Extreme Fitness Exercise — We see these with humans all the time.  The circus, sports for strength, flexibility, speed, endurance – they all have extremes.  We have seen some of these extreme outcomes, but we also gasp thinking:  are they Safe?

I come from a family where extreme sports conditioning was a “norm”. The sport in question – bodybuilding and power sports such as weight- and powerlifting.

Seeing these competitors taking their bodies to the extreme of their sport, I questioned whether even though it was possible to create a freakishly lean and strong body, was it safe? So, when we look at what is absolutely possible with our bodies, are we also asking “is it safe?”

Speaking with these athletes, the surprising answer is that at the height of their competition, being on stage is when they are the most “unsafe”. Their bodies are at such a fine balance that the smallest variance or deviation, either way, is extremely dangerous to their health.


How does this relate to canine fitness and conditioning?

The internet provides the opportunities to watch so many videos posted by canine fitness enthusiasts, owners and others on exercises they are performing with their dogs. Most of these are of advanced exercises which are much too extreme for most dogs.

There are no disclaimers on any of these videos. No warnings are posted to show the average person these are advanced exercises or that you should not try them at home with the average dog.

Of course, there are many disclaimers on things people do that may seem a bit outrageous. The ‘Do not try this at home’ announcement or banner across the screen is everywhere with many activities in the human world, but not in the canine world.

Like all good dog owners, many people are eager to do whatever they can to help their dog. Our dogs will, of course, do as much as they can to please their owner. All too often this may be to the dog’s detriment.


Balancing Ability with Safety

Just because a dog CAN do something and it is POSSIBLE to train them to do it, does not mean it is APPROPRIATE and SAFE for them to do.

Many children would love to jump off the top of the playground set onto the sand or practice pitching baseballs for hours on end. While they may not all become injured, the probability is high that many of them will.

Most of us have learned from our past mistakes realized we should not do one thing or another with our dog.

Like you, I know people who have overworked their dog, or done something we should not have done with them and regretted it. I was one of those people.

It happened when I trained my dog too hard, too quickly after a rest period. She got injured. The injury healed but I missed an important competition. It was my own fault for not being my dog’s advocate and I completely regret it. This was a huge learning opportunity that I grabbed with both hands.

It is up to us, our dog’s biggest advocate, to choose the safest and smartest way to do things with them.

I have worked with some wonderful owners and some of the best trainers.

Unfortunately, I have also experienced the opposite side of that coin.

What I see is that those who have their dog’s best interest at heart are the ones who know when to stop. They realize that their dog’s health and safety is more important than one performance, one award or one title.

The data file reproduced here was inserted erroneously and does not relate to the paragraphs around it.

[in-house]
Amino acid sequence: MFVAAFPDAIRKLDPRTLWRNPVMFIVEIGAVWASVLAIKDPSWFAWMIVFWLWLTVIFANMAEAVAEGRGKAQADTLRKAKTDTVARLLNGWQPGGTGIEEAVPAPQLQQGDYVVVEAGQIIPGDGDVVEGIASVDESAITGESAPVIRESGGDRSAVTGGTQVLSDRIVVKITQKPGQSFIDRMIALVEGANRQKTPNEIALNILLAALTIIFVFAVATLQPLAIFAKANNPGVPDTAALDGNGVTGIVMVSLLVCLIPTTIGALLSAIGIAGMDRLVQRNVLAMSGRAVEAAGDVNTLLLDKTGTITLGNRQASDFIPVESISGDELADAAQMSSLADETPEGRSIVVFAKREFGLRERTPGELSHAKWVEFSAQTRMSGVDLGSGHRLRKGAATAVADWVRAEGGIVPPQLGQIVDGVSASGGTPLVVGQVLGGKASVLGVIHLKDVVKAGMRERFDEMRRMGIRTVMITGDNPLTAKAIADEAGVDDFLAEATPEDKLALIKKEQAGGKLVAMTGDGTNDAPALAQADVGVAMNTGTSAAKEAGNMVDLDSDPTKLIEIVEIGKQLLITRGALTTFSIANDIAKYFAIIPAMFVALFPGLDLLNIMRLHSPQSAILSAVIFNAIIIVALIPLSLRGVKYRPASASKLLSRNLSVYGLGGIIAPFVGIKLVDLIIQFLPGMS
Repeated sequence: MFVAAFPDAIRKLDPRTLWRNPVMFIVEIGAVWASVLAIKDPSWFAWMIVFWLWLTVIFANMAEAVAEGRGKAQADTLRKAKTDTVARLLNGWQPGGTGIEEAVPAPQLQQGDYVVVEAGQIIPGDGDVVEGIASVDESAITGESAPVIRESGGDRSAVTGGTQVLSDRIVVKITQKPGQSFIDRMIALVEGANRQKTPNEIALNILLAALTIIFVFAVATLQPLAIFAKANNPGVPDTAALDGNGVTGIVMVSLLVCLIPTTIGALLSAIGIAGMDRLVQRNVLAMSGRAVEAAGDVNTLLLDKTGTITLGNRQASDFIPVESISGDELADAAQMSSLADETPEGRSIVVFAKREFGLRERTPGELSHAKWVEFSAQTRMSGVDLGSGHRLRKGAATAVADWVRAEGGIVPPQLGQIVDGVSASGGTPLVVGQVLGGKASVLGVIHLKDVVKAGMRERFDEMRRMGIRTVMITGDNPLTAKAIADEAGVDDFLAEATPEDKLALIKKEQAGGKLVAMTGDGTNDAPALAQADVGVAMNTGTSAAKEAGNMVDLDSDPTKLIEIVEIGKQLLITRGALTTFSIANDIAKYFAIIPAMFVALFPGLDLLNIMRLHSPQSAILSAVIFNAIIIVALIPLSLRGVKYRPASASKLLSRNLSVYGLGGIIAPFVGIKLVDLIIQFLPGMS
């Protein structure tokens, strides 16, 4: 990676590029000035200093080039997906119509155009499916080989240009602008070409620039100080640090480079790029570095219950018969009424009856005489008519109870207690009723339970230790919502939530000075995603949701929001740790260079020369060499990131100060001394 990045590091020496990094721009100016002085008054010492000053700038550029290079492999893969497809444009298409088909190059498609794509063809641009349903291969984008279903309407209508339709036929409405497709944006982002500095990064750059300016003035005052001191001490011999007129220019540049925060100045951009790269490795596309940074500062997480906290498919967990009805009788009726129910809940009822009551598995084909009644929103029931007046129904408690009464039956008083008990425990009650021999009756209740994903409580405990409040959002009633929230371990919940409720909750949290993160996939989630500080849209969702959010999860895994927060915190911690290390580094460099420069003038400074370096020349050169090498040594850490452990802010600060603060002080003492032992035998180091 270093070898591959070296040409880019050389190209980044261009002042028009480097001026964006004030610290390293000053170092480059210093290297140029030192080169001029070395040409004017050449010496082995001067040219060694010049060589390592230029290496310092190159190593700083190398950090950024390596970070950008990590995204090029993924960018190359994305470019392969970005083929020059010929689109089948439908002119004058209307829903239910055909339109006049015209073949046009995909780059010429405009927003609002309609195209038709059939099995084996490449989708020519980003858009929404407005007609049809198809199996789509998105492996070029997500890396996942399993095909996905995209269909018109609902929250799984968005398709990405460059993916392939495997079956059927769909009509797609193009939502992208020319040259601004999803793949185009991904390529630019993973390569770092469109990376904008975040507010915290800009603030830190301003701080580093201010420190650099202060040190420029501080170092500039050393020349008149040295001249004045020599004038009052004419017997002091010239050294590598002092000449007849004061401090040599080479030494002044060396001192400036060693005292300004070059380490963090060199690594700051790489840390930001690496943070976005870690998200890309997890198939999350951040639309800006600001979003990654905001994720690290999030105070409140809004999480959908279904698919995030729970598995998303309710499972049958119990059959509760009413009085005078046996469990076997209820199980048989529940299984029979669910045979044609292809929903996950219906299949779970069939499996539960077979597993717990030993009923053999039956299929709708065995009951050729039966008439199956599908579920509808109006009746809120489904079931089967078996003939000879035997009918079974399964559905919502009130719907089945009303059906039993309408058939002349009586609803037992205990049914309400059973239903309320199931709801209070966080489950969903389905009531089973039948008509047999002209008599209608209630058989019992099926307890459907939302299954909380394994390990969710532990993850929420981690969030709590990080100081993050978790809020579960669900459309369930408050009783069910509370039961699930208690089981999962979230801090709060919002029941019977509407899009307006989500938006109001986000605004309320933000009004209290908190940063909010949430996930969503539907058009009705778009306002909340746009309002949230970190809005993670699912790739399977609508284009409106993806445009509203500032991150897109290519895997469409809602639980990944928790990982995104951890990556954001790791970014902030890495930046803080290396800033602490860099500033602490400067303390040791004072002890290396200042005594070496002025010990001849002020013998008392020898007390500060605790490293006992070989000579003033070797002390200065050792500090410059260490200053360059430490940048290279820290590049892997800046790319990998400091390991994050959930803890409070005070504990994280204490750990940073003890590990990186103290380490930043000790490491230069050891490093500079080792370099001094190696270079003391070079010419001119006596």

I have the utmost respect for a dog owner/handler that prevents their dog from doing something they think is harmful than one who pushes the dog beyond its limits.


Canine Fitness – a competitive sport?

Canine fitness appears to be evolving into a competitive sport with some people! It’s odd because there are no points, prizes or any reason for competing in fitness in the first place.

Is the dog bored with an exercise, or is the owner bored? They don’t have the patience to move slowly and repeat the same thing to safely build muscle? I would be willing to bet the dog would be pretty happy doing the same ‘boring’ activity for an excited “Yeah!”, tasty treat and your praise while building a solid foundation for more ‘exciting’ things.

We have moved into a world of flash actions and movement s (some of which are not even functional). People are looking for instant gratification and constant stimulation.

It is coming to light (fortunately) that this is not beneficial on so many levels.


Shortcuts Cut You Short

I was raised among professional athletes: bodybuilders, powerlifters, weightlifters, professional dancers and choreographers, 3rd dan and higher karate athletes and cyclists, both sprinting and long-distance. The most important thing in all their training was that there were never any shortcuts in their movement.

Their foundational exercises were strong and strict. Injuries occurred when these were compromised. Athletes whose basics and foundations are not in place are limited in their progress, both physically and in their sport.

Most of the conditioning dogs I work with on a regular basis are not initially ready to move onto these activities we see on the internet – they need to work on their basics first.

This includes the sport and working dogs I work with. One cannot progress to C if we have not mastered A and B.

Skipping steps while assembling something does not make for the successful completion of a project. Something WILL fail.

When we skip steps with our dogs, it is, unfortunately, the dog’s body that gets the short end of the stick. It is our dog’s body that will fail sooner rather than later.


Canine fitness only benefits you if it benefits your dog first.

You are in control of that benefit. Let it be in the best interest of your dog.

The Biokinetic K-9 designs balanced, safe and sport-specific fitness and conditioning programs. Achieve your dog’s optimal performance abilities!


REMEMBER: It is best to always consult with a veterinarian before starting any exercise program with your dog.

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